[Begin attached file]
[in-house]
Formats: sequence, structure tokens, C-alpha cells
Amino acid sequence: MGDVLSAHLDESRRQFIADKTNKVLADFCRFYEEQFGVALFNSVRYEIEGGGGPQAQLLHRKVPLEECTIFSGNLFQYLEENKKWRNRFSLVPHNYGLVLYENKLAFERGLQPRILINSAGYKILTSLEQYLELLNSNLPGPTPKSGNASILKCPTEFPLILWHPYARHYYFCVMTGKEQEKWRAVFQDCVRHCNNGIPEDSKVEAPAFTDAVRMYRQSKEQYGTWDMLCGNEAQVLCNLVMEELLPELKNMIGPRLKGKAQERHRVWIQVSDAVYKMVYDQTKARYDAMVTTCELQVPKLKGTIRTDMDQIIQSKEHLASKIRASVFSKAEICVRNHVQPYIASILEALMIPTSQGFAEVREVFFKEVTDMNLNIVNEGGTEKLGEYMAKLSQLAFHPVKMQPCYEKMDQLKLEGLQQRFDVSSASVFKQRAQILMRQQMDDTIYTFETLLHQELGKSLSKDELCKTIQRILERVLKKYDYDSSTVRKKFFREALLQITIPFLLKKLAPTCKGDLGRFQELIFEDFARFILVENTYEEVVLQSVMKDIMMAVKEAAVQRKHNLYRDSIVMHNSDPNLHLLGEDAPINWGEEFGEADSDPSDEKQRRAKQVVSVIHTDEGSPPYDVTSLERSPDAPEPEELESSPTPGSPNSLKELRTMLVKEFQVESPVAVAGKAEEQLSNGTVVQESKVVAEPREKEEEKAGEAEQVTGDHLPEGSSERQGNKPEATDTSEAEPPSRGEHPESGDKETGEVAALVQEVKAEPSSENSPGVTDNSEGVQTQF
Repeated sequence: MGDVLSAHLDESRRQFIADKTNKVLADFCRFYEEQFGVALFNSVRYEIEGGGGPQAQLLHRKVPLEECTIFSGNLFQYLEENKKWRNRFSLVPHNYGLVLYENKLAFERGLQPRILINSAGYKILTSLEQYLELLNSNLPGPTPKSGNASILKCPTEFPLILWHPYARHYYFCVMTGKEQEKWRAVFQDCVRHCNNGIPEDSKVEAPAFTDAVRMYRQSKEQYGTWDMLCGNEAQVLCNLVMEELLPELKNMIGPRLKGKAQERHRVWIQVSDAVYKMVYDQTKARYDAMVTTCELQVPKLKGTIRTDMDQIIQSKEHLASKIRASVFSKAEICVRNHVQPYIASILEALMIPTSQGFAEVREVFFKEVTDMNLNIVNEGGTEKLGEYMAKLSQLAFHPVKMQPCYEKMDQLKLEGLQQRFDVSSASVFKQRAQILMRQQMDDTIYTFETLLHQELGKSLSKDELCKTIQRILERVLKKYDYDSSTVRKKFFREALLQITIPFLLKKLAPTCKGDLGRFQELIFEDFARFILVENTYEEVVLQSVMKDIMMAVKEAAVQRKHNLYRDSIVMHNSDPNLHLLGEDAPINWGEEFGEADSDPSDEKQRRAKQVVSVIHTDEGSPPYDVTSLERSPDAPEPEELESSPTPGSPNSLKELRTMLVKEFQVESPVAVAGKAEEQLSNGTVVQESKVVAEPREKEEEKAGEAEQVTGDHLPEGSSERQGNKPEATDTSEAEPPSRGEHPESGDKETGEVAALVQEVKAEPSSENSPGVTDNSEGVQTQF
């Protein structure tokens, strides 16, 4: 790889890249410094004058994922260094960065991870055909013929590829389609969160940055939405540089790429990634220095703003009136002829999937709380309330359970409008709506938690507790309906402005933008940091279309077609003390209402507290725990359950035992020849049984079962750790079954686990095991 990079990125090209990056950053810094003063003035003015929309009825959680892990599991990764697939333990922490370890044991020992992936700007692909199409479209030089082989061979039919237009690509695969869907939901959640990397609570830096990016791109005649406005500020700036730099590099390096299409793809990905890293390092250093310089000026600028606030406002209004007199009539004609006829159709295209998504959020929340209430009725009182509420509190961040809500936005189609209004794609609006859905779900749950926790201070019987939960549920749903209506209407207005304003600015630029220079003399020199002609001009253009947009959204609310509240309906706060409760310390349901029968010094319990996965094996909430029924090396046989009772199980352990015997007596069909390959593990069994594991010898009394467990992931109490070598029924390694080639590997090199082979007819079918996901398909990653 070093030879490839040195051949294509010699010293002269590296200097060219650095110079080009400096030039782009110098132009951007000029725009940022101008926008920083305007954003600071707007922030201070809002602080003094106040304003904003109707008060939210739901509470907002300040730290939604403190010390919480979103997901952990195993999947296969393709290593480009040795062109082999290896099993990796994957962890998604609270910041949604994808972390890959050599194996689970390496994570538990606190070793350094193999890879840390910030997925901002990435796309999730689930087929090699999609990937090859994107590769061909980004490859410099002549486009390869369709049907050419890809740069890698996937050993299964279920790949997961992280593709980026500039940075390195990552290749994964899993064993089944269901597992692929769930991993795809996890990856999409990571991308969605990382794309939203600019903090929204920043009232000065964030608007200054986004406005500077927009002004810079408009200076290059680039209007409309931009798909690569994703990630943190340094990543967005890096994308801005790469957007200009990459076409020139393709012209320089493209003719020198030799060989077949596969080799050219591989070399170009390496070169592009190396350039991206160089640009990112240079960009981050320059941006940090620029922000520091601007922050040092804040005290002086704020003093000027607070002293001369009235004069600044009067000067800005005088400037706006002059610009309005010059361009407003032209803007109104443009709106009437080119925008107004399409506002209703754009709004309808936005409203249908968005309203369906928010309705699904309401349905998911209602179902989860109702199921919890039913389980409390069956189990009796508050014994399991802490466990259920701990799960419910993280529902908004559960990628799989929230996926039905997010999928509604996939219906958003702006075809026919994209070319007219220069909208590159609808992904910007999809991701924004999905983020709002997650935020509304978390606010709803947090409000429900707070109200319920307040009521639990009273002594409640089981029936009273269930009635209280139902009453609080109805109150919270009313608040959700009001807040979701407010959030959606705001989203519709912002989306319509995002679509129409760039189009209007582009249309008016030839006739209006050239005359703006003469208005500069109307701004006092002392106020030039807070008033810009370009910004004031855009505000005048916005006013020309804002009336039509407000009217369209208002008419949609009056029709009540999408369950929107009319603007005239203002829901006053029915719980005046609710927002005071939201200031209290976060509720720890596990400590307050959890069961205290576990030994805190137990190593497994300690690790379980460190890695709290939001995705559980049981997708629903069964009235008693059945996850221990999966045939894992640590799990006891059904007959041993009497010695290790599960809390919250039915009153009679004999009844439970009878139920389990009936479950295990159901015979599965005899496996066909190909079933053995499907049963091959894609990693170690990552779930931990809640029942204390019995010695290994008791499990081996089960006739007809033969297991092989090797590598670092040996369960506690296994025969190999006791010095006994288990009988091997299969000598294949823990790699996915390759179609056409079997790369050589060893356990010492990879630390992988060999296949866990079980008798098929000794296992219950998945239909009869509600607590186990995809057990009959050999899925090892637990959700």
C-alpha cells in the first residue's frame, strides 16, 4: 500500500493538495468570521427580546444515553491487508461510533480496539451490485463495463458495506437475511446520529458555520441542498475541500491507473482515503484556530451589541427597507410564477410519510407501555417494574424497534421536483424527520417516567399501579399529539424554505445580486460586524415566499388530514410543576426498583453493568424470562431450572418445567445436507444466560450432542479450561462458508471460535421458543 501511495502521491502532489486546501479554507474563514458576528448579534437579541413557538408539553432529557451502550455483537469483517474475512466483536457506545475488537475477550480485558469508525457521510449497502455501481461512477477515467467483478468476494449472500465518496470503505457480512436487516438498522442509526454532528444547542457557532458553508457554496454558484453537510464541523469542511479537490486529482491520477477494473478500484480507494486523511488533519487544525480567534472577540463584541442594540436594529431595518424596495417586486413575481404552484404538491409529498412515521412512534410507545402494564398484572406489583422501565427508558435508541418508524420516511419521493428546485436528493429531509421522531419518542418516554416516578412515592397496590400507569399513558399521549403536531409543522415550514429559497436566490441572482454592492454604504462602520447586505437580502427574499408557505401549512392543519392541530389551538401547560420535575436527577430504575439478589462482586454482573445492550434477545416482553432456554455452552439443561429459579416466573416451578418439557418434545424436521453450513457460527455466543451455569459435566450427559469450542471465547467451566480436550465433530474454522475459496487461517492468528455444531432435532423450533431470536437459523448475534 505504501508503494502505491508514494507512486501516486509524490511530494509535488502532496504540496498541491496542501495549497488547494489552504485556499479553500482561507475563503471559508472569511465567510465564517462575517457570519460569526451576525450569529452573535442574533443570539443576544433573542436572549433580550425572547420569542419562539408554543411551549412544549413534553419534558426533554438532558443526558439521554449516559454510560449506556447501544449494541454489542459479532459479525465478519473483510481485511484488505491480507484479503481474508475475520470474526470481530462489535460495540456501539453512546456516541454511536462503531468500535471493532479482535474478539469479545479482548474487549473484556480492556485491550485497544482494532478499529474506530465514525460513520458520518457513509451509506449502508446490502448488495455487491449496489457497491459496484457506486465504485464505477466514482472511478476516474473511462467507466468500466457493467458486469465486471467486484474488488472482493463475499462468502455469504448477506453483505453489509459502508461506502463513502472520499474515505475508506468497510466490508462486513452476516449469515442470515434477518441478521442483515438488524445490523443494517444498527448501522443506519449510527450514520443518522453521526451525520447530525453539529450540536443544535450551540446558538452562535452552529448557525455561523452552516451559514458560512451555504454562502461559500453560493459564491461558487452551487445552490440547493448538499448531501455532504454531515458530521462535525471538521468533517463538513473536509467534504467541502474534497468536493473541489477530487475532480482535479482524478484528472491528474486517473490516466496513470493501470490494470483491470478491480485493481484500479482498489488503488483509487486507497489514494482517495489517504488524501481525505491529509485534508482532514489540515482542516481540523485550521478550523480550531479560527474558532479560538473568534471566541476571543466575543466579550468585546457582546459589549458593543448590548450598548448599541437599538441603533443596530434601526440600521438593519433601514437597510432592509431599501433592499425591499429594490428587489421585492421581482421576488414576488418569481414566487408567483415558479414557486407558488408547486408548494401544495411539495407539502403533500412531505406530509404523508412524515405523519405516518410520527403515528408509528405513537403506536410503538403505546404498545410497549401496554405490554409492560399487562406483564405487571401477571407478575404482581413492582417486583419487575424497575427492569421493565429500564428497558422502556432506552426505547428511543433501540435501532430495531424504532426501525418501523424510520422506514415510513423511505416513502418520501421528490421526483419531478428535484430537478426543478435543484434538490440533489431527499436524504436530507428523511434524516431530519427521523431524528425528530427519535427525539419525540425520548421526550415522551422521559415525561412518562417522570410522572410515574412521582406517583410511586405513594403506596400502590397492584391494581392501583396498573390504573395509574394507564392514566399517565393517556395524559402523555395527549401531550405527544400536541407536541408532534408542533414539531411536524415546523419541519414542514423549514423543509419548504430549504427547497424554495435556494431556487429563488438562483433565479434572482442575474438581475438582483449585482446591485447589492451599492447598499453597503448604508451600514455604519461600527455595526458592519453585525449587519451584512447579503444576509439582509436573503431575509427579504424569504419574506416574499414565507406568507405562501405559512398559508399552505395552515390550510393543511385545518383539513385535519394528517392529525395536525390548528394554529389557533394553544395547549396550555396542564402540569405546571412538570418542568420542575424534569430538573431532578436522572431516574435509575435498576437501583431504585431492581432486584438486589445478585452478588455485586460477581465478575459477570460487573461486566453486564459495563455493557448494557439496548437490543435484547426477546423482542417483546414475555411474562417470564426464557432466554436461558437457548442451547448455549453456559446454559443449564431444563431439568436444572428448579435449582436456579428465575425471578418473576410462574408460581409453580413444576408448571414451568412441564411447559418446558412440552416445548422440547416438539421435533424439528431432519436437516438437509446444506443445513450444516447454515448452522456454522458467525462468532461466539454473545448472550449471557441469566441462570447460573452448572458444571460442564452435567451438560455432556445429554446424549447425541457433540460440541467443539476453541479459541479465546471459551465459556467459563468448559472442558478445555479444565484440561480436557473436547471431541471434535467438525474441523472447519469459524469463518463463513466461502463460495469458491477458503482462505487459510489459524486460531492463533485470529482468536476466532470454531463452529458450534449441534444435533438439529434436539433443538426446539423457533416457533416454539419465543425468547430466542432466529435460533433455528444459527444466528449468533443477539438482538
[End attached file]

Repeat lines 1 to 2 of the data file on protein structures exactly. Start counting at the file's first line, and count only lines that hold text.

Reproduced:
[in-house]
Formats: sequence, structure tokens, C-alpha cells